“Agni, the all-seeing, who lies hidden in fire sticks, like a child well guarded in the womb, who is worshipped day by day by awakened souls, and by those who offer oblations in sacrificial fire–he is the immortal Self” (Katha Upanishad 2:1:8)
According to the researches of Sri Aurobindo, in the Vedas and upanishad Agni is not the supposed god of fire, but the will power of the individual which manifests specifically in the practice of yoga. This is not the whimsical will power of egoic goals, but the will to liberate our consciousness from all bonds. This manifests exclusively in spiritual practice, not in philosophizing or in feeling spiritual. This is the highest form of action possible to any being in relativity, and merits our careful analysis.
Hidden in fire sticks
The fire for the Vedic sacrifice is kindled by the friction of two sticks. The upanishad uses this as a simile, saying that the yogic fire “lies hidden in fire sticks.”
“Like a child well guarded in the womb”
The propensity toward the Divine is rare, and it is also fragile because the downward pull accumulated in thousands of previous lives threaten its very existence. Consequently, the wise sadhaka guards it well once it arises, ensuring that it can grow unhindered and in time come forth as the liberating force we need to be successful yogis. The observance of Yama and Niyama are absolutely essential in this (see The Foundations of Yoga), as is the need to reorder one’s life so as not to put this developing power in danger of harm or destruction.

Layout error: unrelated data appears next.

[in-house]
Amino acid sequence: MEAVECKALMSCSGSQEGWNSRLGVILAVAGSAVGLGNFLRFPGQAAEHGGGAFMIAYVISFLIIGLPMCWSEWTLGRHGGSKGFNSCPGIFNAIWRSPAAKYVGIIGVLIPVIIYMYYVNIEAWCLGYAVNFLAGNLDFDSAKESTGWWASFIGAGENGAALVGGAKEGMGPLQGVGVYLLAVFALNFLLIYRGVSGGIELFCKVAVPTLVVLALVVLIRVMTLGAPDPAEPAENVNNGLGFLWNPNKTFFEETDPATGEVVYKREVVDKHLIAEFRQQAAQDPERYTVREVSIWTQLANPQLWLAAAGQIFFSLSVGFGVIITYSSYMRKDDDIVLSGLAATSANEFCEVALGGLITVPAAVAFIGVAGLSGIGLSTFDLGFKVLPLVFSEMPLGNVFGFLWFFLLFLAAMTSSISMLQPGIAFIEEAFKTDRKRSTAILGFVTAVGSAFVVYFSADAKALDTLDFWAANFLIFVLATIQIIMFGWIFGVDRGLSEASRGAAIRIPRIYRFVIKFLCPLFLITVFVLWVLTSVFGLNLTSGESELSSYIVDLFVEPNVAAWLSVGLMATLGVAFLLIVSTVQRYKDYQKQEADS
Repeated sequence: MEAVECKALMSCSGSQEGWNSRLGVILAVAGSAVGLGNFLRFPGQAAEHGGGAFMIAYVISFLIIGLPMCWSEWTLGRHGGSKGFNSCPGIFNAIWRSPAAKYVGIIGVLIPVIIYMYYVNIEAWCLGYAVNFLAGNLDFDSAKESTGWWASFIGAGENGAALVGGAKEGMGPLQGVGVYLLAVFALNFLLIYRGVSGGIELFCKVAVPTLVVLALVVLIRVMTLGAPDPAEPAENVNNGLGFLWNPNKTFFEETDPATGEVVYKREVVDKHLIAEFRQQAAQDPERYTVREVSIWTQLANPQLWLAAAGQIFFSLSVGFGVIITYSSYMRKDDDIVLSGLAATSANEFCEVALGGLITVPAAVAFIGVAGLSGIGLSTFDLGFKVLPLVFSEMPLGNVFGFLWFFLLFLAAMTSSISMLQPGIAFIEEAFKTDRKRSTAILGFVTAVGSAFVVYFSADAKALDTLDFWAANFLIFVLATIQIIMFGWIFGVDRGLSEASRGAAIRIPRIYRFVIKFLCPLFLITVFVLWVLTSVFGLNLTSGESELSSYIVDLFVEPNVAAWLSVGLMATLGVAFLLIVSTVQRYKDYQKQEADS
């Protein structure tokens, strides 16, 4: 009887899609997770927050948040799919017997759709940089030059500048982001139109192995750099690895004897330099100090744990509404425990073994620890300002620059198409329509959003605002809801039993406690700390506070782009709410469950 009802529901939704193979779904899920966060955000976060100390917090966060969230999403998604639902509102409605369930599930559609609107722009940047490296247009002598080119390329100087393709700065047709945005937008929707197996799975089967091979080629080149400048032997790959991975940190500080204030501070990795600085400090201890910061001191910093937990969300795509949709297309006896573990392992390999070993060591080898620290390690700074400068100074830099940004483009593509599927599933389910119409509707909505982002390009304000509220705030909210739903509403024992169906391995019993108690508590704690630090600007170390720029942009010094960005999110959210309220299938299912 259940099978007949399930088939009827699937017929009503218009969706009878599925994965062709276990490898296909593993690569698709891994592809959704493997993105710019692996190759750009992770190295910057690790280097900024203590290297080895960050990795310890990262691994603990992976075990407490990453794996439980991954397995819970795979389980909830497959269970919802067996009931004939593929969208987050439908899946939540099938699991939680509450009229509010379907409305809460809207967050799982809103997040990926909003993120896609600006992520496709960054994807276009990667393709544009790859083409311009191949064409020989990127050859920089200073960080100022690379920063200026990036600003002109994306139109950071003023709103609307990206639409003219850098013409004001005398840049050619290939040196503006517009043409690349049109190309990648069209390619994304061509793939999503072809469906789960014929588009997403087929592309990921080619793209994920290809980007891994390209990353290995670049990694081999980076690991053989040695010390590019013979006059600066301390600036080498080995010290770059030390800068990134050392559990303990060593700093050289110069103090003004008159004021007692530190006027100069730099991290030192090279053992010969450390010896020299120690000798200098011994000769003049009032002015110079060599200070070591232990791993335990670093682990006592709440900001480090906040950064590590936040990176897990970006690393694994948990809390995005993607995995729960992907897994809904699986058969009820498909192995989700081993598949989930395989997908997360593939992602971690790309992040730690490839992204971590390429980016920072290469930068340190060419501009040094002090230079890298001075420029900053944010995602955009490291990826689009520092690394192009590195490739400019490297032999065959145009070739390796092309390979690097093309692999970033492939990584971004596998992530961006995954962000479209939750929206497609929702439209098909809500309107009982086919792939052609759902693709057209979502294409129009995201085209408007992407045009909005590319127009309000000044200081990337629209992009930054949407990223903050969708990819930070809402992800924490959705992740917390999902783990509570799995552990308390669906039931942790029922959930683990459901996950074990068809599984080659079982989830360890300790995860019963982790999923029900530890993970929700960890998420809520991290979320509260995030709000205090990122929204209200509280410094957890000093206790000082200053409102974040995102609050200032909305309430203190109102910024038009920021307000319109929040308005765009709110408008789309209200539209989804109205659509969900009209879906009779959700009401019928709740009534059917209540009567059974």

“Worshiped day by day by awakened souls”
The idea of the previous section is being continued. The awakened (though not yet enlightened) soul cherishes the yogic will, and realizes that it is a worshipful thing–the Godward-tending divine power of the divine Self that moves within him like an embryo within the womb. Day by day he worships it by using it to meditate.
“Those who offer oblations in sacrificial fire”
Those who are consciously engaging in Ishwarapranidhana, the offering of the life to God, extend the power of their spiritual will beyond the practice of meditation into every moment of their life and activity, using it to accomplish a spiritualized mode of life. Here, too, the necessity for reordering the life of the sadhaka is evident.
May that divine Agni be enkindled and maintained within us.
Read the next article in the Upanishads for Awakening: The Infinite Self